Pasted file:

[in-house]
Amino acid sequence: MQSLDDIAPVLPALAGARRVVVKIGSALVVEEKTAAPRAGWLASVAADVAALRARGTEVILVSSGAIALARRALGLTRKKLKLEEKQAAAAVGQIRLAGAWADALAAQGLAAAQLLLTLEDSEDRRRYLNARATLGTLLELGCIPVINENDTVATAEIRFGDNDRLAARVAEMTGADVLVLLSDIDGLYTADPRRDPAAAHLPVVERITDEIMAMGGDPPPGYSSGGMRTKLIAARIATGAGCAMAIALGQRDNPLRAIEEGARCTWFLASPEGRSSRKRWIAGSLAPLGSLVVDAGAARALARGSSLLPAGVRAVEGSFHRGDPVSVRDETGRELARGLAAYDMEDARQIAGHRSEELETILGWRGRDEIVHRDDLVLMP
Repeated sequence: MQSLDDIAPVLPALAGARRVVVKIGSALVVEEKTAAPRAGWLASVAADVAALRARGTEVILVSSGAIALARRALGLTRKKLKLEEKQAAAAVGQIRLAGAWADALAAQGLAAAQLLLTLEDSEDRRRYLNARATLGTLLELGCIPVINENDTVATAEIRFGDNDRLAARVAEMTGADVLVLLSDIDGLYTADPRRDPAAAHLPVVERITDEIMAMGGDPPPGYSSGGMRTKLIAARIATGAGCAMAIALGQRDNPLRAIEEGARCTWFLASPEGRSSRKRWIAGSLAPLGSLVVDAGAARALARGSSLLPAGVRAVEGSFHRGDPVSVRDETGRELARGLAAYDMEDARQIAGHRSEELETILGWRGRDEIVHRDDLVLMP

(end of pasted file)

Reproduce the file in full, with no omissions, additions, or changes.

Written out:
[in-house]
Amino acid sequence: MQSLDDIAPVLPALAGARRVVVKIGSALVVEEKTAAPRAGWLASVAADVAALRARGTEVILVSSGAIALARRALGLTRKKLKLEEKQAAAAVGQIRLAGAWADALAAQGLAAAQLLLTLEDSEDRRRYLNARATLGTLLELGCIPVINENDTVATAEIRFGDNDRLAARVAEMTGADVLVLLSDIDGLYTADPRRDPAAAHLPVVERITDEIMAMGGDPPPGYSSGGMRTKLIAARIATGAGCAMAIALGQRDNPLRAIEEGARCTWFLASPEGRSSRKRWIAGSLAPLGSLVVDAGAARALARGSSLLPAGVRAVEGSFHRGDPVSVRDETGRELARGLAAYDMEDARQIAGHRSEELETILGWRGRDEIVHRDDLVLMP
Repeated sequence: MQSLDDIAPVLPALAGARRVVVKIGSALVVEEKTAAPRAGWLASVAADVAALRARGTEVILVSSGAIALARRALGLTRKKLKLEEKQAAAAVGQIRLAGAWADALAAQGLAAAQLLLTLEDSEDRRRYLNARATLGTLLELGCIPVINENDTVATAEIRFGDNDRLAARVAEMTGADVLVLLSDIDGLYTADPRRDPAAAHLPVVERITDEIMAMGGDPPPGYSSGGMRTKLIAARIATGAGCAMAIALGQRDNPLRAIEEGARCTWFLASPEGRSSRKRWIAGSLAPLGSLVVDAGAARALARGSSLLPAGVRAVEGSFHRGDPVSVRDETGRELARGLAAYDMEDARQIAGHRSEELETILGWRGRDEIVHRDDLVLMP